11. ^ Wade, Mike (26 November 2002). "Fringe stars opt for local management talent". The Scotsman. Retrieved 18 July 2018 – via Highbeam Research. (Subscription required (help)).
  12. ^ a b c d e Logan, Brian (July 31, 2006). "If You're Offended, Then You're Not Listening". The Guardian. London, UK. Retrieved September 5, 2006.
  13. ^ "Doug Stanhope Live at Leeds pt 2/2". YouTube. 2010-01-19. Retrieved 2010-08-13.
  14. ^ Doug Stanhope Trashes 'Girls Gone Wild' Joe Francis! Pt. 1", youtube.com; accessed November 29, 2015.
  15. ^ "Unbookables on IMDb". Retrieved 2009-06-19.
  16. ^ Logan, Brian (2 October 2006). "The heir to Bill Hicks". New Statesman. Retrieved 18 July 2018 – via Highbeam Research. (Subscription required (help)).
  17. ^ ""It'll Blow Your Mind", The Sunday Times, August 20, 2006; retrieved September 5, 2006.
  18. ^ "Boozy and Brilliant" Archived August 13, 2006, at the Wayback Machine., The Independent, August 11, 2006; retrieved September 5, 2006.
  19. ^ Cornwell, Tim (18 August 2008). "Cheaper laughs from Stanhope". The Scotsman. Retrieved 18 July 2018 – via Highbeam Research. (Subscription required (help)).
  20. ^ Brian Logan (July 27, 2009). "20 best comedy live shows for summer/autumn 2009". London, UK: The Guardian. Retrieved 2010-08-13.
  21. ^ "Doug Stanhope To Release Roadrunner Records Comedy Debut!". March 8, 2011.
  22. ^ "Doug Stanhope To Release Oslo: Burning The Bridge To Nowhere in May". March 8, 2011.
  23. ^ a b "Comedy news: Doug Stanhope interview: "Guardian people? Fuck them"". Such Small Portions. 6 July 2011. Archived from the original on July 11, 2011. Retrieved 18 July 2018.
  24. ^ "Defending Charlie Sheen". Reason. 1 June 2011. Retrieved 21 July 2018 – via Highbeam Research. (Subscription required (help)).
  25. ^ Doug Stanhope on IMDb
  26. ^ a b Bernardo, Rick (September 17, 2016). "Not a Party Member: Doug Stanhope Interview". The Inept Owl. Retrieved 18 July 2018.
  27. ^ Paul, Aubin. "Doug Stanhope impersonates John Lydon for Huffington Post interview". Punk News. Retrieved 18 July 2018.
  28. ^ Ragogna, Mike (October 23, 2012). "Chatting With PiL's John Lydon, Bad Books' Kevin Devine, and Lord Huron's Ben Schneider, Plus New Unknown Component Video". Huffington Post. Archived from the original on October 24, 2012. Retrieved July 18, 2018.
  29. ^ Procida, Billy. "Doug Stanhope's Podcast joins Bill Burr, Al Madrigal's All Things Comedy podcast network". Laughspin.com. Archived from the original on October 6, 2014. Retrieved October 3, 2014.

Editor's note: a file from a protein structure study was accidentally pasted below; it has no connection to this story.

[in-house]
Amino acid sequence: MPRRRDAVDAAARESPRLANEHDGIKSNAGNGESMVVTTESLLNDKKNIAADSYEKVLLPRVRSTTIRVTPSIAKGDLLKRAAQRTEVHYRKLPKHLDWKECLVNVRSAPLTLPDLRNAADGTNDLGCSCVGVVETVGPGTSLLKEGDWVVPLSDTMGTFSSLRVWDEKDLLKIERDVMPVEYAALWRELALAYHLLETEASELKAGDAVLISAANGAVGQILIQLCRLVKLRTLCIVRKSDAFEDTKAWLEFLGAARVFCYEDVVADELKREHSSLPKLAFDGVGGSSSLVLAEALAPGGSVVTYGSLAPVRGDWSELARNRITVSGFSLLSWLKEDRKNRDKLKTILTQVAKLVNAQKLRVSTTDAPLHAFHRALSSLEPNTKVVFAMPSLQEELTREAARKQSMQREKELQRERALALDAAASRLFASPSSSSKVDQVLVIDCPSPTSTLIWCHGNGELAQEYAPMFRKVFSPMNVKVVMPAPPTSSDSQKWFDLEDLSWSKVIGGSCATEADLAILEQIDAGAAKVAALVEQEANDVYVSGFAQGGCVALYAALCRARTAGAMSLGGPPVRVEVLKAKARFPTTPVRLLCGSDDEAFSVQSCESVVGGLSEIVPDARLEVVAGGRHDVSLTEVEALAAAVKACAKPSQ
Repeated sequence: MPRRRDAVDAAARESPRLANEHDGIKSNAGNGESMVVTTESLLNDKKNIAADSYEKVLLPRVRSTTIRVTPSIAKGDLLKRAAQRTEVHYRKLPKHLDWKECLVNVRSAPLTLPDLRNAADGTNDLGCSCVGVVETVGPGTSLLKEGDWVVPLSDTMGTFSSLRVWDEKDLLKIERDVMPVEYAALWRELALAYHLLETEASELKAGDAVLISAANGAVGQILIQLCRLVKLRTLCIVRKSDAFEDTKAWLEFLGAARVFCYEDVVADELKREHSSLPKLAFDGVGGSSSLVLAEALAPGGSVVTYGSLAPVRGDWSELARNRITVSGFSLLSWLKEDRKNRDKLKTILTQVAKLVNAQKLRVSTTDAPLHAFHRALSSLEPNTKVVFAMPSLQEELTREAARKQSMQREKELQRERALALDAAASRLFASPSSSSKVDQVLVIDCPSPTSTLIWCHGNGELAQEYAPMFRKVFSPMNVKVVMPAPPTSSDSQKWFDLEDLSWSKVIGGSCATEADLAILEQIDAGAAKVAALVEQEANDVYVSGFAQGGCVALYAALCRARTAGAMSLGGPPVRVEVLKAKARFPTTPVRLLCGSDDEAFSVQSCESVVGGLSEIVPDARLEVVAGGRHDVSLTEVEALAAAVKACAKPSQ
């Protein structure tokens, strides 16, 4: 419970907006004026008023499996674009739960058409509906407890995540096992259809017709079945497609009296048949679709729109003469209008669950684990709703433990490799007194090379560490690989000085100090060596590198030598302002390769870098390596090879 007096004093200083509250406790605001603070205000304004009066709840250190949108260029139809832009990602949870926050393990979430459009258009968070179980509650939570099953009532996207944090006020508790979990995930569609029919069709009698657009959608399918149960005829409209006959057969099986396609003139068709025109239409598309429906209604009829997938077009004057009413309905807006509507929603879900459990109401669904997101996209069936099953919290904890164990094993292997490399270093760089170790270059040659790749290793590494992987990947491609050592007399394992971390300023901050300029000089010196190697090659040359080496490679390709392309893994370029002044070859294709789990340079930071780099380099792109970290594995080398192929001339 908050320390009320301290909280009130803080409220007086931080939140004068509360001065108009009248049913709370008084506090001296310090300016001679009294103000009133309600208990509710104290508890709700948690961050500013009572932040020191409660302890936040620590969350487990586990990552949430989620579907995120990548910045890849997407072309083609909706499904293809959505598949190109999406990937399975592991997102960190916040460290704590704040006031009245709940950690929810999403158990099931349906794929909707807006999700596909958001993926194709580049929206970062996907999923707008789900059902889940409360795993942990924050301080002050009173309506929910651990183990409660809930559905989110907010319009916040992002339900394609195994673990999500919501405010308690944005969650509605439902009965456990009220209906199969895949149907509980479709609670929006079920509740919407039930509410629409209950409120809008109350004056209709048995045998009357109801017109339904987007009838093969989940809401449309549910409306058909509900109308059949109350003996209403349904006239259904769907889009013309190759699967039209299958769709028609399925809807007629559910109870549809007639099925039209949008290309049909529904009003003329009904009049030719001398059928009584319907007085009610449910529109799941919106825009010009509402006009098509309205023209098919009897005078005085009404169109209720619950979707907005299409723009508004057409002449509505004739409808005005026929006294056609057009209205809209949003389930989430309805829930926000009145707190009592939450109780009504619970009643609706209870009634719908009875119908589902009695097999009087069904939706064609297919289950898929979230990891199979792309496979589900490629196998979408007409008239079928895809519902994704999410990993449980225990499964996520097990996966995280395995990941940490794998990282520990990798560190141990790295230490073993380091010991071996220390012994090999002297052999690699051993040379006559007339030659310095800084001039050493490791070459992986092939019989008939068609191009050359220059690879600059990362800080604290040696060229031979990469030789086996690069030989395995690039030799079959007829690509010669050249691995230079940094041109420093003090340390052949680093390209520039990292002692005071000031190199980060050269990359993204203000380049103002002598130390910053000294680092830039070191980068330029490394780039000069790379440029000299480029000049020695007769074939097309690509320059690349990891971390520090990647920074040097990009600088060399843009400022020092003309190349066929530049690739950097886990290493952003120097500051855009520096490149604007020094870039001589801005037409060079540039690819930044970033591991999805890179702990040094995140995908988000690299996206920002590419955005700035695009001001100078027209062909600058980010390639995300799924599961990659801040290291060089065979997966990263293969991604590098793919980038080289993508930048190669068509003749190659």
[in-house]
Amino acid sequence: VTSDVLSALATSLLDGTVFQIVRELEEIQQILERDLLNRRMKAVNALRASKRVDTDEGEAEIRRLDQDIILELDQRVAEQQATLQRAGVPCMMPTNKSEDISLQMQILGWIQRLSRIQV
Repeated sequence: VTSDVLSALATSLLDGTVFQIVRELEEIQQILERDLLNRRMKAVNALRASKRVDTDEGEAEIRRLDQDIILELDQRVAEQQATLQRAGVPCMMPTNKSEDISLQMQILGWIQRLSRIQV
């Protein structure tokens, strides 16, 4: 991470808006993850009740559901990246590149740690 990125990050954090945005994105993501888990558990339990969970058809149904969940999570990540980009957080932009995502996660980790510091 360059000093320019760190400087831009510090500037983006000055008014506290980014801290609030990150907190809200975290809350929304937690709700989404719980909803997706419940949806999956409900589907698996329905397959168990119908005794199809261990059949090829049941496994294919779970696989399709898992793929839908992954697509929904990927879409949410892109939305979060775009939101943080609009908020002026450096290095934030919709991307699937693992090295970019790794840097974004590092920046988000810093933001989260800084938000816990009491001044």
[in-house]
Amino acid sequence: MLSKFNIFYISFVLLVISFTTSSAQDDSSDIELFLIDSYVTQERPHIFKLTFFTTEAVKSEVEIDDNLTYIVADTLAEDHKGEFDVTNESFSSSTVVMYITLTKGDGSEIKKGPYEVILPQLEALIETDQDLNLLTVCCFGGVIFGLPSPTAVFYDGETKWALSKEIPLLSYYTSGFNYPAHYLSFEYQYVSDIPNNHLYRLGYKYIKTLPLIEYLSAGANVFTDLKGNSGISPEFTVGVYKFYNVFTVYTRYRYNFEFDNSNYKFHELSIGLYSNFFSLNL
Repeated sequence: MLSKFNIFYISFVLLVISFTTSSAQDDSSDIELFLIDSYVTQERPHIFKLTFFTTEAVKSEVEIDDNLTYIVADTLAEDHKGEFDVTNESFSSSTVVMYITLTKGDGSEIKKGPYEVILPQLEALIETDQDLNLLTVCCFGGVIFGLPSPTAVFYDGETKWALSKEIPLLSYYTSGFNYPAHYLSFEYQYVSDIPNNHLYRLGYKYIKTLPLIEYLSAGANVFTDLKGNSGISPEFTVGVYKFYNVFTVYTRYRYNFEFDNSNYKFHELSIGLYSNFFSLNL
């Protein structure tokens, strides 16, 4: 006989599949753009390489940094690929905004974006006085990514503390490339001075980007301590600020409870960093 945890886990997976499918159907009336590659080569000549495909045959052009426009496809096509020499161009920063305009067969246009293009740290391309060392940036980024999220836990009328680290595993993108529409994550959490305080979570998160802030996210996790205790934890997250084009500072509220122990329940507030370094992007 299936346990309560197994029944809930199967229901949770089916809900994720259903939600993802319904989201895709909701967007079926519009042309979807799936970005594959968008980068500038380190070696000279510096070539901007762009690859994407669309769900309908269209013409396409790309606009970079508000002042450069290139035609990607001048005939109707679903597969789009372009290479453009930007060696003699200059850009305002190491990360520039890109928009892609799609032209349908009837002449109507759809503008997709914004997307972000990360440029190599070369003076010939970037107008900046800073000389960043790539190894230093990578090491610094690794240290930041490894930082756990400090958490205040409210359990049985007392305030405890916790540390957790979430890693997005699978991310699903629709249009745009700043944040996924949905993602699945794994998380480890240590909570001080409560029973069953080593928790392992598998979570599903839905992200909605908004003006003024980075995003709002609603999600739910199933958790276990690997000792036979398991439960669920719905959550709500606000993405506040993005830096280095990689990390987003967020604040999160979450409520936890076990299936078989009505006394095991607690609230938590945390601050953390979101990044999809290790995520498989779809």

30. ^ Hendley, Matthew (29 May 2013). "Doug Stanhope Raising Thousands for Tornado Survior Who Told Wolf Blitzer She's an Atheist". Phoenix New Times. Retrieved 18 July 2018.
  31. ^ Stanhope, Doug (October 17, 2013). "The Problem with Charity". Vice.
  32. ^ Lulppold, Ross (December 31, 2013). "Atheist Comedian Lends Helping Hand 'As A Big F*ck You'". The Huffington Post.
  33. ^ YouTube; retrieved May 13, 2015.
  34. ^ "National comedian Stanhope sneaks into Tucson". Retrieved October 3, 2015.
  35. ^ "I'm writing a book", dougstanhope.com, May 16, 2015.
  36. ^ a b c "Doug Stanhope's Johnny Depp-Produced Stand-up Special Gets Seeso Premiere Date". Deadline Hollywood. August 23, 2016. Retrieved 20 September 2016.
  37. ^ Stanhope, Doug (2016). Digging Up Mother: A Love Story. Da Capo Press. ISBN 978-0306824395.
  38. ^ Meera Jagannathan (June 3, 2016). "Amber Heard sues Doug Stanhope for defamation, alleges Johnny Depp 'suffocated' her once". Daily News. New York City. Archived from the original on June 4, 2016. Retrieved June 3, 2016.
  39. ^ Boyle, Niki (February 16, 2012). "Interview: Doug Stanhope on politics". List.co.uk. Retrieved November 23, 2017.
  40. ^ Doug Stanhope [@DougStanhope] (November 23, 2017). "Libertarian was a phase I went through" (Tweet) – via Twitter.
  41. ^ "Doug Stanhope's endorsement of the Free State Project". Retrieved 2008-08-31.
  42. ^ "Presidents, Apocalypse, and Death". DougStanhope.com. September 12, 2012. Retrieved November 6, 2012.
  43. ^ "Doug Stanhope: Out of Darkness Comes Comedy". Punchline Magazine. 2007. Archived from the original on 28 September 2007. Retrieved 20 July 2018.
  44. ^ "Burning Bridges: An Interview with Doug Stanhope". TheLaughButton.com. April 29, 2011. Archived from the original on September 30, 2017. Retrieved September 30, 2017.
  45. ^ "Doug Stanhope Chart History". Comedy Albums. Retrieved July 29, 2018.
  46. ^ "Doug Stanhope Chart History". Heatseekers Albums. Retrieved July 29, 2018.

External links

  • Official website
  • Doug Stanhope on IMDb